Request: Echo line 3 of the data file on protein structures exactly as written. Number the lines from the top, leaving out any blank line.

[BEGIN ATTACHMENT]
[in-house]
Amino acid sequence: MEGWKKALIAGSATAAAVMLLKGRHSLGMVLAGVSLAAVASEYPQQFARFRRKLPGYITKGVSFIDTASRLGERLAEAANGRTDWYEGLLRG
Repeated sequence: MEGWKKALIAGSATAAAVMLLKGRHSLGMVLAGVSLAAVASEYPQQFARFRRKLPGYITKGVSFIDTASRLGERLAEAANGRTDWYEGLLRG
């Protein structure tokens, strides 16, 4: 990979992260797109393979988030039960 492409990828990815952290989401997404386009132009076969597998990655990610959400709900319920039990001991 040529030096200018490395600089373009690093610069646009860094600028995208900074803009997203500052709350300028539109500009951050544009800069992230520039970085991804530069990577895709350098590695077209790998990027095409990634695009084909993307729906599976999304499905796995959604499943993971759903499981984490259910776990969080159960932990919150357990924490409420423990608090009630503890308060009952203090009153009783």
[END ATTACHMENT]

Repeated sequence: MEGWKKALIAGSATAAAVMLLKGRHSLGMVLAGVSLAAVASEYPQQFARFRRKLPGYITKGVSFIDTASRLGERLAEAANGRTDWYEGLLRG